• The specific team constellation here at HolidayCheck
  • Agile Tools we use at HolidayCheck

And now comes the fun part! We use LEGO bricks to simulate a sprint with the goal to build a house, a garden and a car.
After about 45mins the audience is asked to form 1-2 agile teams themselves to do that – they are given roles they need to fulfill the best they can – even if their real role is completely different (believe me, software developers always want to build stuff instead of just telling where the team should head at).
Roles we use are Product Owner, Developers, UX Designer, Test Engineer.

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The Scrum Master role is filled by us as the moderators themselves. Also if the teams are rather small, with +/- 4 people, we only use Product Owner and Developers to keep it more simple and going forward.
We use small time boxes to simulate

  • A sprint planning session (2mins)
  • The sprint itself (5mins)
  • A sprint review (2mins)
  • A sprint retrospective (1min)
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The teams apply the given info instantly and also try to prioritise and deal with the limited time.
This gives them a feeling of how real teams have to focus and organise themselves.
Many people think that building a house with LEGO bricks with a whole team is super easy in 5mins – trust me: experience shows that many struggle to finish in time, while others do really great.

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What do you think? Please comment and tell us your experiences!

Continuous Improvement

Continuous Improvement Culture in HolidayCheck

In this blog post we will explain how HolidayCheck is creating a continuous improvement culture across our IT and Product Development departments.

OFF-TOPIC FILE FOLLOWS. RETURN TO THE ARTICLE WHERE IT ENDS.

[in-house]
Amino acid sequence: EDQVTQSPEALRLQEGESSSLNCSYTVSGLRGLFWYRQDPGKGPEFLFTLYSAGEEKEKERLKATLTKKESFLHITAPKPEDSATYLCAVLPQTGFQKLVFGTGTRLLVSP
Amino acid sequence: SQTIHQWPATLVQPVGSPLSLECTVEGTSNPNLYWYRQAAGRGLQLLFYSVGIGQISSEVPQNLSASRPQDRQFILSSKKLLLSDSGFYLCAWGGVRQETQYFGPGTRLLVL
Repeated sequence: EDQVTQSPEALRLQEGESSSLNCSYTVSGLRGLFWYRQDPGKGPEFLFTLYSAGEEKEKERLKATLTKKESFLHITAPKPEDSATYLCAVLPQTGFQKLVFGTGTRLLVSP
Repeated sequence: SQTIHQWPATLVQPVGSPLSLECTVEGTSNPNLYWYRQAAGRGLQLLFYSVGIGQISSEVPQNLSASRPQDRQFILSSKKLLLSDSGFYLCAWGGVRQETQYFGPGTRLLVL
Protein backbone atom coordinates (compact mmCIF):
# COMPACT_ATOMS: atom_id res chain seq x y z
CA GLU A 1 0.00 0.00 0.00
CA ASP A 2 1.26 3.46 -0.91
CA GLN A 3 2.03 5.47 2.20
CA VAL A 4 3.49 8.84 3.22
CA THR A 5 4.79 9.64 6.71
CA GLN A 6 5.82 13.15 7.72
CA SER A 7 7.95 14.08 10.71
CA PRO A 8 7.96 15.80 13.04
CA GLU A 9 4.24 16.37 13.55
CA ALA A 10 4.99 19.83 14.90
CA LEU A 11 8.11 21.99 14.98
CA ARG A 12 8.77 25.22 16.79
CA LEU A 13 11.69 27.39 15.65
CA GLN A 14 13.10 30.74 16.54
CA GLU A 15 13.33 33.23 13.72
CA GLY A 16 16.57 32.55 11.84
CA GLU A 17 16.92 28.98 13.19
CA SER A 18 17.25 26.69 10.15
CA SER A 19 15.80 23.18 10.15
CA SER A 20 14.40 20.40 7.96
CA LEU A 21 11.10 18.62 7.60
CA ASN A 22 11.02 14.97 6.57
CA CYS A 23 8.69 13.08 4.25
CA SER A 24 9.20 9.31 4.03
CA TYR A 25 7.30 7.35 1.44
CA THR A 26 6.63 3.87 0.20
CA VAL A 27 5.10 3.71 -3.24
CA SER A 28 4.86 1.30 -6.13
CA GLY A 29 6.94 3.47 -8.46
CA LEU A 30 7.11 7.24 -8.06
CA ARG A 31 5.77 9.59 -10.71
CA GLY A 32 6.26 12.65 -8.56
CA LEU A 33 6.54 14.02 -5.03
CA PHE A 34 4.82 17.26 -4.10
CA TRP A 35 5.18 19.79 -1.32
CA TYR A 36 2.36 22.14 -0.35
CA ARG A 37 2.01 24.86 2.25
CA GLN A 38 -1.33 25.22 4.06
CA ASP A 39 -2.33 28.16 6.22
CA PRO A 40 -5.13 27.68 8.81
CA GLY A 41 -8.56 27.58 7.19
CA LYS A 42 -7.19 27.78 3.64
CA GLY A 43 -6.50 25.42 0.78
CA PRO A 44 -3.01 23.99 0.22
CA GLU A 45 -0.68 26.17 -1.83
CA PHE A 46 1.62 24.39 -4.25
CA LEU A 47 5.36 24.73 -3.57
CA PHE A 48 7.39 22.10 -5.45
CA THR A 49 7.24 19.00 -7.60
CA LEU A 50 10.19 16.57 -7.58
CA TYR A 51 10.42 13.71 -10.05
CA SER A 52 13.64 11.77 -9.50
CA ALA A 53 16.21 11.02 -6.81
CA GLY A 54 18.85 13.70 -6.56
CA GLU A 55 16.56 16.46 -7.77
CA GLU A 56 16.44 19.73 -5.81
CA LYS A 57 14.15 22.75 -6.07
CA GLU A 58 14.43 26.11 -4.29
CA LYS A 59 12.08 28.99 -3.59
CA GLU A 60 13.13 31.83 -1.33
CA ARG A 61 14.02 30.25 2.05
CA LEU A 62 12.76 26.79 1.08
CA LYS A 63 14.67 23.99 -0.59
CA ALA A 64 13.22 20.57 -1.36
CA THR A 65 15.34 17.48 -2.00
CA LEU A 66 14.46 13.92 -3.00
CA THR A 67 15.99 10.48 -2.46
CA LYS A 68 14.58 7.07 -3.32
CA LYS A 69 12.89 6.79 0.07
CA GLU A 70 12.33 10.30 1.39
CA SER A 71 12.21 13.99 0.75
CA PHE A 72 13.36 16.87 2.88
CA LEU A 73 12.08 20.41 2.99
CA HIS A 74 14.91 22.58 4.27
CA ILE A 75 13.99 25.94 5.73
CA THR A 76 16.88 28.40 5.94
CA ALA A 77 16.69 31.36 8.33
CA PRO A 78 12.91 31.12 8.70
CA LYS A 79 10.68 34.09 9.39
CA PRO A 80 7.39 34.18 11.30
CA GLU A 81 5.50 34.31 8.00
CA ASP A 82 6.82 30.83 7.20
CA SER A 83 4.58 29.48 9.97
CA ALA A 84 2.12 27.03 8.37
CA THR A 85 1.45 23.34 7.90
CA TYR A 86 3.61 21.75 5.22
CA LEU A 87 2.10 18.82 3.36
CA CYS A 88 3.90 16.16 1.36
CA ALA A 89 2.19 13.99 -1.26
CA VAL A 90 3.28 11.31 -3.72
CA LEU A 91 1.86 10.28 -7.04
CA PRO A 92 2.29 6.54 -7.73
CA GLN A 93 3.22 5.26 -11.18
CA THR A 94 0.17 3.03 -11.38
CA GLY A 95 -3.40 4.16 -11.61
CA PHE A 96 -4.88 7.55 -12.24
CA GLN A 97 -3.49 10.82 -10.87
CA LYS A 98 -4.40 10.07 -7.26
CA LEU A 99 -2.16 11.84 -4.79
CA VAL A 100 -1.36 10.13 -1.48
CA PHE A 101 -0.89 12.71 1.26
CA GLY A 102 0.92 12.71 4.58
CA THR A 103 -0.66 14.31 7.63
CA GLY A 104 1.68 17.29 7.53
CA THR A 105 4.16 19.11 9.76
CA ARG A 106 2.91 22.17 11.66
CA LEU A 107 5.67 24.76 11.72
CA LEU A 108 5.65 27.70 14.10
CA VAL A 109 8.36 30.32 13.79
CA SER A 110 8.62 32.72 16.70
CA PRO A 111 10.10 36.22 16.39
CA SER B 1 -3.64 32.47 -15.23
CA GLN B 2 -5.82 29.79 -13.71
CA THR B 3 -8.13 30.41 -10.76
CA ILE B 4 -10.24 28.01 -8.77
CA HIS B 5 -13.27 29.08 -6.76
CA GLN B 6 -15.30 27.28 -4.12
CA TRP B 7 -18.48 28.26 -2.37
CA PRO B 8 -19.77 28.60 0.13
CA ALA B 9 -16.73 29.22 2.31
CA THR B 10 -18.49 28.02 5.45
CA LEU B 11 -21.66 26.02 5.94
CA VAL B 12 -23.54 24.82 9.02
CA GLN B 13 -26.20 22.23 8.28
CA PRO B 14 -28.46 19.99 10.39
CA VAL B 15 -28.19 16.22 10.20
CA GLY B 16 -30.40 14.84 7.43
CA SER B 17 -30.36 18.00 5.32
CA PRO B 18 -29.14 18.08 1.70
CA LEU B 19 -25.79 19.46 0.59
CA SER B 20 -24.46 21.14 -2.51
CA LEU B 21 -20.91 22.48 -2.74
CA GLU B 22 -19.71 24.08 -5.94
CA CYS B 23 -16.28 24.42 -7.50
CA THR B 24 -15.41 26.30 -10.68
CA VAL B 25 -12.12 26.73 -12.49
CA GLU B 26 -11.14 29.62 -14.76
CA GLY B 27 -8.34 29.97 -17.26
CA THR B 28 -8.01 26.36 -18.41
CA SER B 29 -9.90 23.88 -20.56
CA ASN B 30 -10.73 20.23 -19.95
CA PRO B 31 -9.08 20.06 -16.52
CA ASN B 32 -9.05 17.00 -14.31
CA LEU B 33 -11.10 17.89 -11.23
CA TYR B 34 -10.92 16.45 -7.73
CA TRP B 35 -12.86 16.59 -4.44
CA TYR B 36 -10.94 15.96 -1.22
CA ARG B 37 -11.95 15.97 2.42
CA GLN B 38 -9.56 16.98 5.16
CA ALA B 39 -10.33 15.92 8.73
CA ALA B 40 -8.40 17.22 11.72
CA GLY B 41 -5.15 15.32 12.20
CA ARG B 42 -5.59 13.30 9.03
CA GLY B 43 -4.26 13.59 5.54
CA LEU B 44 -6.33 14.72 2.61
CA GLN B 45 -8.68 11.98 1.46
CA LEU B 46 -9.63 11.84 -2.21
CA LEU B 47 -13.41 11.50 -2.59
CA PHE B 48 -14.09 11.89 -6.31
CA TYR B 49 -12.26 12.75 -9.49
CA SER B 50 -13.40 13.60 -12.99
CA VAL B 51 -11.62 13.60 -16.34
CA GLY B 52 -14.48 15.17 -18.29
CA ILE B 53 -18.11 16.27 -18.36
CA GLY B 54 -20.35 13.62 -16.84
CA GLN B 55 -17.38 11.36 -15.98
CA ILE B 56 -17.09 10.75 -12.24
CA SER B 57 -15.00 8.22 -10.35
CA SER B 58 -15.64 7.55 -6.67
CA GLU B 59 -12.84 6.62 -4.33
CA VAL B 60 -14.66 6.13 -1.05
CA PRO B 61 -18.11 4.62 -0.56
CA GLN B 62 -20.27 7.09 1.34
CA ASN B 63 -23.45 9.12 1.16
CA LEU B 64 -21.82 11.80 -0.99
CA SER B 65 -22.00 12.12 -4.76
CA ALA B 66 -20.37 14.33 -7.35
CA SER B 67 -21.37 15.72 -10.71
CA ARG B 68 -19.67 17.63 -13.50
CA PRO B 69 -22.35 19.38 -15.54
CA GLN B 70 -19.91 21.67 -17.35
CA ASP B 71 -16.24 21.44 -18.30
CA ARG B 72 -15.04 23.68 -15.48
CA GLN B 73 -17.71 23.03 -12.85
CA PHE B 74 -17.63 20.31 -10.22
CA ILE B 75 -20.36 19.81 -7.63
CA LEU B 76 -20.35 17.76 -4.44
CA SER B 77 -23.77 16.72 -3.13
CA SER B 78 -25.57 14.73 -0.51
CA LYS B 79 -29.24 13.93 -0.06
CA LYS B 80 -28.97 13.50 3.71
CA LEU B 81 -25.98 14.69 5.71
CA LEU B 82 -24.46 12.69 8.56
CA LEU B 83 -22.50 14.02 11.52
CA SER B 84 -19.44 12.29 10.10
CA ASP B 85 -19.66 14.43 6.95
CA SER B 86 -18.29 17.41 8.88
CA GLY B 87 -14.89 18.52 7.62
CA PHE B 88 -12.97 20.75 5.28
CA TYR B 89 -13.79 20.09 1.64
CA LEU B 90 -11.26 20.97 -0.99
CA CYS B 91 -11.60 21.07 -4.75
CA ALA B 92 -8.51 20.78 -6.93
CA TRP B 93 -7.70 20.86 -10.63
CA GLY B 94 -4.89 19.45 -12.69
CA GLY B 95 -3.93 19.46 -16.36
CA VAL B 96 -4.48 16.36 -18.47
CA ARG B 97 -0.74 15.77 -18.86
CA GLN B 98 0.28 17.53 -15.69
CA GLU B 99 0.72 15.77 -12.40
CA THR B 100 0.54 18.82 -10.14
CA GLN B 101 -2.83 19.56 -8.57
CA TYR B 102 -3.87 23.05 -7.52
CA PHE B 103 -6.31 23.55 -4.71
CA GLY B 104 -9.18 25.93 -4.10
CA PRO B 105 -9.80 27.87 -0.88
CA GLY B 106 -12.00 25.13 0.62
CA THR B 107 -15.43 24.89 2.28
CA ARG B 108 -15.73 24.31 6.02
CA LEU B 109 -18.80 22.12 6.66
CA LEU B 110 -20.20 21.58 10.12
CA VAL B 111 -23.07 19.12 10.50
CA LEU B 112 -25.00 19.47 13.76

A lot of companies talk about this topic but few of them actually share it with the rest of the world. This is where HolidayCheck wants to be different. We want to share our experiences with all of you in order to help you to get better on your Agile Implementation. So lets start from the beginning.

Some months ago I had the opportunity to be a beta reader of a fantastic book called: “Lean Change Management” written by Jason Little. This book is about Agile Change management in our companies and how can we create change in our companies in a very effective way. Highly recommendable.

In HolidayCheck we are trying one of Jason´s tools. This tool is called Experiment Board. Jason´s explanation for this term is simple; he feels the word “change” can be quite disruptive, so he calls it “experiment”.

Another reason for naming it like this its related with the fact that if you call changes, experiments you are developing an approach that accepts the fact that you cannot know everything upfront. Which is what usually happens in our companies.

The first step in order to use this tool is to create a hypothesis, after all, experiments start with a hypothesis. The hypothesis is an idea of something that we want to improve in HolidayCheck.

To help with this task (Hypothesis creation) Jason created a template:

We hypothesize by <implementing this change>

We will <solve this problem>


Which will have <these benefits>


as measured by <this measurement>

So mapping it now to HolidayCheck we can have something like this:

We hypothesize by “Fixing the team server instability

We will “Never fail a sprint because of team Server problems

Which will “Allow us to release new features every sprint

As measured by “The number of successful releases over the next 10 sprints

There are several ways to successful tackle a Hypothesis. These “ways” are called “options”. The next step is to brainstorm several different possible options that will allow us to solve the problem stated in our hypothesis.

Each option has a value and a cost associated to it, so the trick is to select the options with the biggest amount of value and with the smallest required effort/cost.

The selected options will be the ones that we will be implement in the near future. In HolidayCheck we define weekly options. This will allow us to get fast feedback about what we are doing.

With the pre selected options at our hand we can then chose what are the options that we want to implement during the next week.

When we are done with the option we must review what was achieved, we must see if our option caused the desired outcome. If this is the case then we are done and we succeed with our experiment. If not, we can create a new option with what we learnt.

In order to implement this process, we created a Kanban board to track all the changes that we are trying out in our company. Every week we come together and discuss with eachother what we did learn with this experiments and how these experiments are actually improving our company.